Uncategorized Workshops and Retreats

2013 Shamatha weekend workshop in Toronto

“Buddhist psychology states that we apprehend the world through six domains of experience–the traditional five physical senses and the sixth sense of mental experience.  All six create the ecosystem of the world of our experience.  As the American psychologist William James said more than a century ago, “For the moment, what we attend to is reality.”

P1000561Recognizing that crucial interdependence of our attention and our experience of reality, James went on to declare that that an education that could teach students to focus attention on a chosen object would be the “education par excellence,” but he could offer no practical instruction for attaining that goal.

Luckily, even though it was unknown in the West a hundred years ago, we don’t have to invent that curriculum.  The system of cultivating the ability to place your attention on a chosen object and to keep it there is called Shamatha in Sanskrit, and for a hundred generations of Buddhist meditators, it has been taught as the fundamental skill underpinning all meditation practice. ”

–Doug Veenhof

from the Toronto Shamatha weekend workshop,  May 11-12, 2013

By Douglas Veenhof

Douglas Veenhof is a former mountain guide, a first place winner in the Society of Professional Journalists’ "Excellence in Journalism Competition" and the author of White Lama: The Life of Tantric Yogi Theos Bernard, Tibet’s Lost Emissary to the New World (Harmony Books, 2011). He has studied and practiced Buddhism for more than twenty years and graduated with honors from the seven-year program of advanced Buddhist studies at Diamond Mountain, the academy in the Arizona desert founded by Geshe Michael Roach and Lama Christie McNally. He writes and blogs on Yoga philosophy, Buddhist meditation practice, the philosophy of mind, and cultural analysis, and has been interviewed on both radio and television (ABC, New Haven, CT). He teaches workshops and modules for Yoga teacher trainings in the United States, Canada, Europe, and Asia, and is currently at work on a memoir.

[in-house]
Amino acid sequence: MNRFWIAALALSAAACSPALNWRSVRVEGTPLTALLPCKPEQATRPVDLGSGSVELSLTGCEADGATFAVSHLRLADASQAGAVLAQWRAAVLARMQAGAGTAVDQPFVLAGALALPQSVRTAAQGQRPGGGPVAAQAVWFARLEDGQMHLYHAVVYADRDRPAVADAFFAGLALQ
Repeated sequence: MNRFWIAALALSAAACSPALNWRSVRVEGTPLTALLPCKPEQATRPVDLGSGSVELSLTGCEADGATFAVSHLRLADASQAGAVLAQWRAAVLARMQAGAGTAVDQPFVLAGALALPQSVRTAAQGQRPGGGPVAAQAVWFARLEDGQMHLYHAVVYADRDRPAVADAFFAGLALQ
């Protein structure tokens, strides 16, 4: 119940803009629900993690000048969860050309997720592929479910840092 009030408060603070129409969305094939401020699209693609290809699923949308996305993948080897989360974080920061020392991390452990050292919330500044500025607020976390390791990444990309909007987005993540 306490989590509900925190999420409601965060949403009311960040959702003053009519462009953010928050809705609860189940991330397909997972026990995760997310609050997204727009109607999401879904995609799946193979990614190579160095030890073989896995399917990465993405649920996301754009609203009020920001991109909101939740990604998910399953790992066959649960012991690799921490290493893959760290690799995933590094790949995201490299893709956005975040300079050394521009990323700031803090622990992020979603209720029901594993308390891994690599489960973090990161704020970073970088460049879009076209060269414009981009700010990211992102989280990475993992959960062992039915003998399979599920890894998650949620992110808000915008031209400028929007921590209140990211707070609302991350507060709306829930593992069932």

1 reply on “2013 Shamatha weekend workshop in Toronto”

After 7 years of daily meditation practice, this workshop was a revelation. Doug presented simple, clear, and most importantly concrete instruction on how to move step by step into deeper and deeper states of concentration. I now feel much better equipped to evaluate where I am with my focus (or lack of it) during a session and how to remedy it. The practices are useful and relevant regardless of one’s experience – both first time meditator and experienced practitioner will walk away with valuable skills and insights.

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